Seventh-grade teachers often assign research papers to help their students learn to locate, analyze and document research material. Ask your students to select a research topic in a specific area, such as literature, science, history or technology, if you want to stress a particular subject. Or, allow them to choose a topic from your list of suggestions, such as "how to" or "pros/cons" papers. Research topics should tie into your seventh-grade curriculum so students gain a deeper, broader understanding of relevant subject matter.
Ask your students to choose a current events topic so they learn how to conduct research in newspapers and on Internet news websites. Ensure they have access to reputable newspapers, magazines and online resources. Suggest local, national or international news stories that cover major events, political issues, crimes or pop culture.
Encourage your students to select debatable, highly informative or thought-provoking current events; daily weather reports and sports scores are too basic. The goal is to help them learn to distinguish fact from opinion and locate reputable information. Set a requirement that they must consult a specific number of resources, such as two newspapers and two online news websites.
Opt for a "how-to" theme if you want your students to research key steps in a process, according to the Common Core State Standards Initiative. Tell your class that the topics must relate to social studies, science, history, literature, technology or business. You don't want students researching overly familiar topics, such as how to ride a bike or how to make a peanut butter and jelly sandwich.
Suggest plausible topics -- how a bill becomes a law, how to open a savings account, how to take care of a chinchilla, how to become president of the United States, how to write a poem or how a magnet works. Encourage your students to choose a "how-to" topic that they currently know little or nothing about. They can research information in books, textbooks, encyclopedias, academic journals and on reputable websites.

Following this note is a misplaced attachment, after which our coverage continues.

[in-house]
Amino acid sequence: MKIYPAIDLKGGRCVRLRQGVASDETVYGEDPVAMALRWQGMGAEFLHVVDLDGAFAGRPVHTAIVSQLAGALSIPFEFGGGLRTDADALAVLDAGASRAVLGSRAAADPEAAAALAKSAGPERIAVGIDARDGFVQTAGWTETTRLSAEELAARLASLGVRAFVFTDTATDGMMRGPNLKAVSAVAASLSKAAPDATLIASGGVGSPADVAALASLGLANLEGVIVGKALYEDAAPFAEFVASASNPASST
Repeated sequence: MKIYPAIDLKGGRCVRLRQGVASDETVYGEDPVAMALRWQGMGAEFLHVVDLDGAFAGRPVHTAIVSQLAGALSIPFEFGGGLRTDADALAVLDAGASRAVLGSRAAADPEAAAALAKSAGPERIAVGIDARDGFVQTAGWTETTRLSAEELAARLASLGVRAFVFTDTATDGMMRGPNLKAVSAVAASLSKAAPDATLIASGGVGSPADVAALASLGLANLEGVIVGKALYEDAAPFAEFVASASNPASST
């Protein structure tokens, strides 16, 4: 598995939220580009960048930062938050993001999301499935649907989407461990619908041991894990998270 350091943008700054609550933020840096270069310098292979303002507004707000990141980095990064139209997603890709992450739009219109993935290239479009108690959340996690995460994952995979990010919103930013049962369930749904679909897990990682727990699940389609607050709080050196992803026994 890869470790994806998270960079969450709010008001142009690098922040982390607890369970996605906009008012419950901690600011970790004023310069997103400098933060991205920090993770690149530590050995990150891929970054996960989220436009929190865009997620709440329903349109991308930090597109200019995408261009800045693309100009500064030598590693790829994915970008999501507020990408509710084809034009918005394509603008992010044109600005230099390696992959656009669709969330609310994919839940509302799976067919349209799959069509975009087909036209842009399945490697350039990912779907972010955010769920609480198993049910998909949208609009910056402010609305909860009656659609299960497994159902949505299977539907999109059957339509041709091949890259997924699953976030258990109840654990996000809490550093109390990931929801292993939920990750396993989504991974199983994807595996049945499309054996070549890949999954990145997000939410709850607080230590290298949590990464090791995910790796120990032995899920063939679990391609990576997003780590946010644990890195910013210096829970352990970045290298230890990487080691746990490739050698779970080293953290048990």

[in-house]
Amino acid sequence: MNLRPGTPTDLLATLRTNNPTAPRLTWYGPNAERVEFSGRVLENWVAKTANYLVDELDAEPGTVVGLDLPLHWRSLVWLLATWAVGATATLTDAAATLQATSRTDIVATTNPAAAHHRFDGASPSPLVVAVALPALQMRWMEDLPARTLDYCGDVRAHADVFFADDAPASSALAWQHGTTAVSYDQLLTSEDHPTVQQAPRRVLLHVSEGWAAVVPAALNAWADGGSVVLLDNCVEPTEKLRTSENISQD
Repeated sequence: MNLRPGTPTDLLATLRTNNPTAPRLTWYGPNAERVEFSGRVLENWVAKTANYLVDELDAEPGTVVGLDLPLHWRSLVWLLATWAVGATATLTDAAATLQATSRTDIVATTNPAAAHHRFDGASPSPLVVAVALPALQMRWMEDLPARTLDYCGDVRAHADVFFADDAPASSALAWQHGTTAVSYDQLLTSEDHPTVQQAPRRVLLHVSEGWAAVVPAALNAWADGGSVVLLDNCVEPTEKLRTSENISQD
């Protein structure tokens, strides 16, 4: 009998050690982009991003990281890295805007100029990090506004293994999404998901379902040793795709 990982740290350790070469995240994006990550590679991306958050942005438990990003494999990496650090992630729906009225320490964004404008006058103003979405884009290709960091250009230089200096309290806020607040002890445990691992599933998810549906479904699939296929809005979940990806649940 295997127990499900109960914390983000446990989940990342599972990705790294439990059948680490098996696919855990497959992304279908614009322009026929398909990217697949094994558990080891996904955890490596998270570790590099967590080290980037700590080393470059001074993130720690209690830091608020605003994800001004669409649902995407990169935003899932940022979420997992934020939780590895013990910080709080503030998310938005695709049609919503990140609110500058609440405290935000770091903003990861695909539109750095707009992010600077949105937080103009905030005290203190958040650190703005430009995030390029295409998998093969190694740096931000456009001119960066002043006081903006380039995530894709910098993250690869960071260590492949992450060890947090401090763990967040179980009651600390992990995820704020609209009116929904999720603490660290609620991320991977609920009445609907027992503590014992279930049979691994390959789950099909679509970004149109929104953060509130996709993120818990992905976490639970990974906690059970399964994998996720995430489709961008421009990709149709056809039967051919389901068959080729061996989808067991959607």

"Pros and Cons" Papers
Encourage your students to select a research topic that covers both the pros and cons of a particular issue, according to the Sidwell Friends School in Washington, D.C. Seventh-graders must learn how to analyze both sides of an issue to avoid bias, evaluating a variety of resources to draw logical, well-supported conclusions. Suggest possible topics, such as the advantages and disadvantages associated with the construction of the Three Gorges Dam, positive and negative effects of the Crusades, benefits and drawbacks to having metal detectors in schools or the pros and cons of texting as a form of communication.
Instruct your seventh-graders to research social topics, such as violence in schools, drug or alcohol abuse, animal rights, homelessness, police brutality, illiteracy, teen suicide or eating disorders, recommends the Linden Public Schools in New Jersey. They must use statistical data, commentary from professionals in the field and research from medical or psychological journals to back their findings. Encourage them to address opposing views in their papers, providing reasons why those angles are wrong or misleading. Provide research materials, such as periodicals, books, EBSCO computer services and Internet access to help them locate viable information.
- Purdue Online Writing Lab: Research -- Where Do I Begin?
- Common Core State Standards Initiative: Enlish Language Arts Standards -- History/Social Studies -- Grade 6-8
- Sidwell Friends School: Research in 8 Steps
- University of California, Irvine: The History Project -- 7th Grade Curriculum Resources
- Linden Public Schools: Research Paper Reference Guide -- Grades 6 Through 8
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